You must understand the difference between your heart rate and blood pressure numbers and what they signify to enjoy a healthy and stress-free life. Abnormal or too high or low readings indicate a problem that needs medical attention as they affect heart functioning. Schedule an appointment with Dr. Steven Reisman at the New York Cardiac Diagnostic Center to have your heart condition accurately diagnosed with the help of the most advanced equipment and screening methods. The expert doctor offers precise assessment and most individualized care to address your concerns and prevent complications resulting from fluctuating blood pressure and pulse rate.
Blood pressure and heart rate are two separate measurements. They are measured at the same time when you visit a doctor, but they are different factors in heart health and play a significant role in maintaining overall wellbeing.
Heart rate and blood pressure are vital signs. They are closely monitored by healthcare professionals to determine overall fitness particularly heart and vascular conditions.
Blood pressure is the force exerted against the artery walls when blood pumps through the body. It measures how strongly or with how much pressure your heart and blood vessels pump blood to the rest of your body.
Blood pressure is measured with two numbers. The top number or the systolic pressure determines the pressure as the heart beats and moves blood into the arteries. The bottom number or the diastolic pressure measures the pressure as the heart relaxes between beats.
Hypertension or high blood pressure means the heart is working too hard. It can weaken the heart and damage blood vessels if not controlled. If your blood vessels cannot move blood through the body effectively, the heart and other essential organs such as the eyes, brain, and kidneys may not get the oxygen and nutrients they need. Consistent high blood pressure raises the risk of heart disease, heart attack, heart failure, stroke, and kidney disease.
Hypotension or low blood pressure means the pressure in the arteries is low. It is not a serious problem, but consistently low blood pressure can lead to symptoms like fatigue, dizziness, weakness, and blurry vision that may become serious in the long run.
A blood pressure reading of 120/80 is considered ideal.
Also called the pulse rate, heart rate is the number of times your heart beats per minute. Heart rate can go up and down based on the level of activity and fitness, age, emotions, use of medication, weather, and other factors throughout life. Even body positions, such as sitting down or standing can sometimes influence heart rate.
Heart rate varies from person to person. For most adults, a resting heart rate of 60 to 100 beats per minute is considered normal. People who exercise regularly often have lower resting heart rates.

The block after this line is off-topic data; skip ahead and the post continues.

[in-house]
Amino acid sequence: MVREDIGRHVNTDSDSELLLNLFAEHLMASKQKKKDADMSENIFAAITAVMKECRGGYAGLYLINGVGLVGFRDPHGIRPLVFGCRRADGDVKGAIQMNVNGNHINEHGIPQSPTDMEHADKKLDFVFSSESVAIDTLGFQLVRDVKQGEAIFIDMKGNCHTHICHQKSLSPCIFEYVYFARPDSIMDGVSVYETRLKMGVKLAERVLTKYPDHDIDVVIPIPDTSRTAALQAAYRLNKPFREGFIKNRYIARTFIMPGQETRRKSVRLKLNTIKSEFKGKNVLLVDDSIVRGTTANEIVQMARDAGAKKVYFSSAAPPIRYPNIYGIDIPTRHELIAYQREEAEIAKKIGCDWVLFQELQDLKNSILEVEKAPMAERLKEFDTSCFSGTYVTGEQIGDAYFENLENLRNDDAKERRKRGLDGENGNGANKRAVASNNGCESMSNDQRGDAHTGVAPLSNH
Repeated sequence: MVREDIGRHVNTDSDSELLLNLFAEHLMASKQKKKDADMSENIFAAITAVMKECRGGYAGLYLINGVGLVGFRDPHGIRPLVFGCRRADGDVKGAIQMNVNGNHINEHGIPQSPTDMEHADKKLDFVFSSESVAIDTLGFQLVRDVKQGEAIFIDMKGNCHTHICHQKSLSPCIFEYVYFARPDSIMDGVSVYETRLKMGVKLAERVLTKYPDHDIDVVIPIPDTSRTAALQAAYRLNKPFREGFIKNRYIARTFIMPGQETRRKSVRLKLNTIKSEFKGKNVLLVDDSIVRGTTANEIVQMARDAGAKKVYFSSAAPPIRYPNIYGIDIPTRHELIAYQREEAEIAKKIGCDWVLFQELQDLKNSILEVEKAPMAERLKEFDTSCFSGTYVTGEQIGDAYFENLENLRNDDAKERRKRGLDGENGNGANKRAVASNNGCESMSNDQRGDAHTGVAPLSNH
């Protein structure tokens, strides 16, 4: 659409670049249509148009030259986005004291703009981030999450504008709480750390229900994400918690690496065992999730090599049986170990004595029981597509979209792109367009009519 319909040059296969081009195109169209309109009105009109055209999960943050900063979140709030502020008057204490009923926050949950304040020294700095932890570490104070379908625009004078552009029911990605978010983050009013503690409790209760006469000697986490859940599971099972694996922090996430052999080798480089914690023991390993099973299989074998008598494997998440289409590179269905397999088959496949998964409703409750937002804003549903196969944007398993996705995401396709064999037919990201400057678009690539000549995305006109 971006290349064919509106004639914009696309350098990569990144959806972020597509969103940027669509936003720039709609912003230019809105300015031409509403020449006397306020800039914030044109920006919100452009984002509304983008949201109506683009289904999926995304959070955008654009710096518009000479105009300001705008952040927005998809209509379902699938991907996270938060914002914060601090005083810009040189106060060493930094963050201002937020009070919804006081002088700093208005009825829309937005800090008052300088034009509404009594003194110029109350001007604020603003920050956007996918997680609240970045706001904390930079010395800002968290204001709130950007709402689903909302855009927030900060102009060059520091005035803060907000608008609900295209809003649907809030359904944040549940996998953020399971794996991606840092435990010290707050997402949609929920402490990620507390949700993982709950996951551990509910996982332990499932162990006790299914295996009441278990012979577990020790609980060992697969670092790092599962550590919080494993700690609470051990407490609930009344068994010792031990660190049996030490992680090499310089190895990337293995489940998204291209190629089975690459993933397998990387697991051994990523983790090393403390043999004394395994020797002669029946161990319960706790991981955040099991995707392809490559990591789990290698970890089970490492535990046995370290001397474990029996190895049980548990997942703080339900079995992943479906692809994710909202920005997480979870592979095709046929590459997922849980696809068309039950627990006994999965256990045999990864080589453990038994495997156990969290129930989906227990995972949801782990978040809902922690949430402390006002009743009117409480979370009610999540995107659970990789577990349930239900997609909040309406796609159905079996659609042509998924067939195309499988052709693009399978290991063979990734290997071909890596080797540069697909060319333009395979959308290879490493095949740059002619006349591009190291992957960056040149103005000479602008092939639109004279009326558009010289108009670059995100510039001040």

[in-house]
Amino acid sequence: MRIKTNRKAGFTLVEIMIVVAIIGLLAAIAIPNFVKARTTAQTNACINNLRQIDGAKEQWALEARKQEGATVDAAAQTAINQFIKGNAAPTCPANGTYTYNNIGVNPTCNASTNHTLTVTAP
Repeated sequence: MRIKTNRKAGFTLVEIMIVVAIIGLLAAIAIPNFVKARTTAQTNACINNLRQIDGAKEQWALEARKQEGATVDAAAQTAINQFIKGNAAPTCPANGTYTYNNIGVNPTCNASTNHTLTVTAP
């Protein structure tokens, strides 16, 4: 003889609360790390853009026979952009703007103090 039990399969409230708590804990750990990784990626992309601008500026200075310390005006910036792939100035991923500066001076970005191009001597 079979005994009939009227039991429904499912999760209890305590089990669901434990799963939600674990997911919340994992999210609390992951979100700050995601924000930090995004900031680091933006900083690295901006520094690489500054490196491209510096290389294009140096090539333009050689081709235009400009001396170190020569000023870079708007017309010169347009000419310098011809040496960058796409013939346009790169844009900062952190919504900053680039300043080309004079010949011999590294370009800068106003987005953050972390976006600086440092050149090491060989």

There are certain situations, such as periods of acute stress, danger, or illness, when blood pressure and heart rate increase simultaneously. Such instances are rare, but if you experience elevated blood pressure and heart rate often, it must be checked by an experienced doctor.
The difference between pulse rate and blood pressure lies in what they measure and what they affect.
The heart rate can increase without any changes occurring in the blood pressure. As the heart beats faster, healthy blood vessels expand in size to allow increased blood flow, which helps the blood pressure to remain stable. It mostly happens during exercise when the heart rate increases significantly, but it may only affect the blood pressure slightly.
The readings sometimes may have numbers that overlap or are in the same range, but these numbers represent different things. There are normal ranges and goals for heart rate and blood pressure that indicate cardiovascular health and performance.
Measuring heart rate does not give any information about high or low blood pressure. It can only indicate cardiovascular activity and oxygen consumption. Hypertensive people must keep an eye on their blood pressure and consult their physician regarding management and treatment options. Physicians monitor their patients’ blood pressure and heart rate as both help determine health conditions and detect abnormalities.
If you are concerned about your blood pressure and heart rate and seek the best professional advice, visit New York Cardiac Diagnostic Center for a physical exam and heart screening. Dr. Steven Reisman is a leading cardiologist and uses the most advanced and accurate tests to detect your heart condition and problems. He will offer personalized care and address your concerns most efficiently, discussing prevention and treatment options to help you enjoy heart health and overall wellbeing in the long run.
Dr. Steven Reisman is an internationally recognized cardiologist and heart specialist. He is a member of the American College of Cardiology, American Heart Association, and a founding member of the American Society of Nuclear Cardiology.
Dr. Reisman has presented original research findings for the early detection of "high risk" heart disease and severe coronary artery disease at the annual meetings of both the American College of Cardiology and the American Heart Association. Dr. Reisman was part of a group of doctors with the Food and Drug Administration who evaluated the dipyridamole thallium testing technique before the FDA approved it.
Dr. Steven Reisman's academic appointments include Assistant Professor of Medicine at the University of California and Assistant Professor at SUNY. Hospital appointments include the Director of Nuclear Cardiology at the Long Island College Hospital.